It has been well documented that the new ‘no-fault’ divorce legislation has been implemented to try and achieve a less acrimonious separation between parties getting a divorce. It has been suggested that this in turn may lead to an increase in the divorce rates. Although divorce and pensions are treated as separate entities by the matrimonial courts, instigating divorce proceedings can lead to financial problems if parties do not understand the implications a divorce can have on your pension.
According to an article published by The Guardian, one in six divorced people said they did not realise their pension could be affected by splitting up.
Over a third said they made no claim on their former partner’s pension. However, a survey of 1000 people, carried out for Aviva, found that 8% of divorcees did not have their own pension savings and had been relying on their partner to finance their retirement.
It was found that as a result of divorce, 10% say they will be, or are, significantly worse off in retirement.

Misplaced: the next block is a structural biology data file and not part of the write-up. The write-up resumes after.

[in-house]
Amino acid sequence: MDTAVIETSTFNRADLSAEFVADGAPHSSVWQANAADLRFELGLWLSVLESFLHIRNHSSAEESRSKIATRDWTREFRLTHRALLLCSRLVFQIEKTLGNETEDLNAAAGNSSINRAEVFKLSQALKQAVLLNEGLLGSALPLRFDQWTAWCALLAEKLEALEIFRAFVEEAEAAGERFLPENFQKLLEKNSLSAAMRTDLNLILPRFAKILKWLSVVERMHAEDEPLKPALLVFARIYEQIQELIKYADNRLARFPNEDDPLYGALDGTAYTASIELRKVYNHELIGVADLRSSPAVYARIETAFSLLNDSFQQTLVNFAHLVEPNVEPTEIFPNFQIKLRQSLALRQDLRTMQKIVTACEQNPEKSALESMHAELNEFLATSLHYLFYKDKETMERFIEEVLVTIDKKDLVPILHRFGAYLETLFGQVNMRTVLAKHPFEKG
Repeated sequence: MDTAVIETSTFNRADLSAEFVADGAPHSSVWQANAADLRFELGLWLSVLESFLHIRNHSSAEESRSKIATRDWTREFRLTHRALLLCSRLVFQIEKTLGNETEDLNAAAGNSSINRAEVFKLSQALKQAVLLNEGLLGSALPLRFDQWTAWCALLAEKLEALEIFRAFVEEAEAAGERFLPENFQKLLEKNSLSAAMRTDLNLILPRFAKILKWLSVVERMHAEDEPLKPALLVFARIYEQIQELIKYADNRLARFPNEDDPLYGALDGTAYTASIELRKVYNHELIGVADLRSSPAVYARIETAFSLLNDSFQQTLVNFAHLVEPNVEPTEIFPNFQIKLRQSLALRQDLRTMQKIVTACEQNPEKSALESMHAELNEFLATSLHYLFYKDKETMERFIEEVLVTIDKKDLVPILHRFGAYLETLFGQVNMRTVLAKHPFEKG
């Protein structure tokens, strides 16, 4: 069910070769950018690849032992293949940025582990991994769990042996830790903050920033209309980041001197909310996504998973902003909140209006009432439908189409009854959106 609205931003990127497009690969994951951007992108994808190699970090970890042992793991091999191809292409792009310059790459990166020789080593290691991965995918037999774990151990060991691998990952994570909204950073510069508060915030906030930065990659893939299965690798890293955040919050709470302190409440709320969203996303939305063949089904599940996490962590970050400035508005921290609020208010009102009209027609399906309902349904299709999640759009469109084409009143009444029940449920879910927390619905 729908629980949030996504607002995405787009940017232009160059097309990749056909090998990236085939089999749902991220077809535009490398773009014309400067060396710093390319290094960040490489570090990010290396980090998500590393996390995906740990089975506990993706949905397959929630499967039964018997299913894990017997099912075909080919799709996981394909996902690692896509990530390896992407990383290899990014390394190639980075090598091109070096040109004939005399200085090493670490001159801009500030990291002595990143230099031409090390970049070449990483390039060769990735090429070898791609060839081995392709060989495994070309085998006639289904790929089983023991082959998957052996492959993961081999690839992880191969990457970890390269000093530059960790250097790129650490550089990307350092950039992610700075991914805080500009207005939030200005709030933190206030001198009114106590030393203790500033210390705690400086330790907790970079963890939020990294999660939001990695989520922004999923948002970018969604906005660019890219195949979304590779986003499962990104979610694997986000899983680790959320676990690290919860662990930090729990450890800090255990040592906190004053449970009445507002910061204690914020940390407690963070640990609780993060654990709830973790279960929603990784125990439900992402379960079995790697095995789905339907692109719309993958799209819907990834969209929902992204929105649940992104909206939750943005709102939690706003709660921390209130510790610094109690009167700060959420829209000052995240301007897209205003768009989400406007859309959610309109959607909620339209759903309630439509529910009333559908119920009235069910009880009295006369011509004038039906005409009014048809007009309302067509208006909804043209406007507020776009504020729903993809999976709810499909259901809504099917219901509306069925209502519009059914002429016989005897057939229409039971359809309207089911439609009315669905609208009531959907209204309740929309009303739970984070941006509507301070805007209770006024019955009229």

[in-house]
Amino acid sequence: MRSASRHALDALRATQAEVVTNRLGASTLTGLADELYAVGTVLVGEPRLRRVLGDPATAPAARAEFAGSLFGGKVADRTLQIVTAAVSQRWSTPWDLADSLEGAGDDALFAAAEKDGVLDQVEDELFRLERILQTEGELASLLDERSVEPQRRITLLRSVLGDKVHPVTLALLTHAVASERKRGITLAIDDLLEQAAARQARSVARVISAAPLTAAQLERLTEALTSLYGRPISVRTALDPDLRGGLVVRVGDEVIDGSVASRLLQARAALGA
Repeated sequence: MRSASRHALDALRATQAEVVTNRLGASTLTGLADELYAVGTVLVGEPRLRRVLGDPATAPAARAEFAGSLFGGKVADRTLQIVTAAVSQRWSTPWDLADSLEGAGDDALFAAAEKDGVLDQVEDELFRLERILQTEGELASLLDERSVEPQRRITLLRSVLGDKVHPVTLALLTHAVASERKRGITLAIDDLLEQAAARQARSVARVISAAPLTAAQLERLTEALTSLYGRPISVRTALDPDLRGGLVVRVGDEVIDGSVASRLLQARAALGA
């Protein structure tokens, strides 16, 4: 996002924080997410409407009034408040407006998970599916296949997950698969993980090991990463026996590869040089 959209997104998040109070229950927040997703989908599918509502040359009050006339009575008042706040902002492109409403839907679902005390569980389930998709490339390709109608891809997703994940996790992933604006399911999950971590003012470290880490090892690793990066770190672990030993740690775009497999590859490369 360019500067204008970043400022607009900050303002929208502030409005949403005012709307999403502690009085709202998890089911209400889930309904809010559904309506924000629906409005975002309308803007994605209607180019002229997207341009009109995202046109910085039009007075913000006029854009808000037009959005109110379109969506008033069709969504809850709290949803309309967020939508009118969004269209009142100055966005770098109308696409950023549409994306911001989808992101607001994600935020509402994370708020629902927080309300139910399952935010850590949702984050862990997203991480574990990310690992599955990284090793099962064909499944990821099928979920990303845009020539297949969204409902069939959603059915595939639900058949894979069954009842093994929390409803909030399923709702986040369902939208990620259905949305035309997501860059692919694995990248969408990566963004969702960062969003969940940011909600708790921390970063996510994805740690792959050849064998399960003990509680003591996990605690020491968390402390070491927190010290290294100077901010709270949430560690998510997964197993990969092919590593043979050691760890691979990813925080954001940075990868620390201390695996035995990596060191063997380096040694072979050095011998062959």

When considering divorce and the financial implications, it is important to seek advice to ensure that the settlement reached provides for stability both now and in the future. Pensions are often the most valuable asset a married couple holds. It is not uncommon for one party to have a significant pension provision and the other to have little or none. When considering the needs of the parties, it is therefore vital that this is considered upon a settlement.
Pensions are complex and therefore in addition to seeking family law advice, it is also often advisable for couples to contact an independent financial advisor or an actuarial expert to ensure they are effectively planning for the future.
If you require any legal advice or assistance about divorce and the implications on your pension, separation or any other family law matter, please do not hesitate to take advantage of a free half hour consultation with one of our specialist family lawyers here at Sinclair Law Solicitors. Call 01625 526 222 or complete the form to request a call back.
Article by Amelia Fernley – Trainee Solicitor – Sinclair Law